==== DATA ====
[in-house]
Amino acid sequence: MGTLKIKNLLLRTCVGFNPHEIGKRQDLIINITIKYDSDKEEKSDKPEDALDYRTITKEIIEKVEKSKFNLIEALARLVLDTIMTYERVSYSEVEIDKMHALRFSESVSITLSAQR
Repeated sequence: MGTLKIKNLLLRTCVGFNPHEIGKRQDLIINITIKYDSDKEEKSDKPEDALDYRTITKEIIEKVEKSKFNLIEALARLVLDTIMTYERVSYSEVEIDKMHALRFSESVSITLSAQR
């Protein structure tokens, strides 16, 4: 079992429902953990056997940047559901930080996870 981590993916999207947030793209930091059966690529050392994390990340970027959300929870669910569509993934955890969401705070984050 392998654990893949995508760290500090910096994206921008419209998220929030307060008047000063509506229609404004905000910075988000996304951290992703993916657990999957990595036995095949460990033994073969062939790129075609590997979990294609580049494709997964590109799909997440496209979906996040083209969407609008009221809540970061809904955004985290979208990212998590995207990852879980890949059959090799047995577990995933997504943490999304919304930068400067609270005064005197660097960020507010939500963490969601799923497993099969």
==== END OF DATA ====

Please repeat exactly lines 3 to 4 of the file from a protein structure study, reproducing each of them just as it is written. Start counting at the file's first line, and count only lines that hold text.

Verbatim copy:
Repeated sequence: MGTLKIKNLLLRTCVGFNPHEIGKRQDLIINITIKYDSDKEEKSDKPEDALDYRTITKEIIEKVEKSKFNLIEALARLVLDTIMTYERVSYSEVEIDKMHALRFSESVSITLSAQR
């Protein structure tokens, strides 16, 4: 079992429902953990056997940047559901930080996870 981590993916999207947030793209930091059966690529050392994390990340970027959300929870669910569509993934955890969401705070984050 392998654990893949995508760290500090910096994206921008419209998220929030307060008047000063509506229609404004905000910075988000996304951290992703993916657990999957990595036995095949460990033994073969062939790129075609590997979990294609580049494709997964590109799909997440496209979906996040083209969407609008009221809540970061809904955004985290979208990212998590995207990852879980890949059959090799047995577990995933997504943490999304919304930068400067609270005064005197660097960020507010939500963490969601799923497993099969």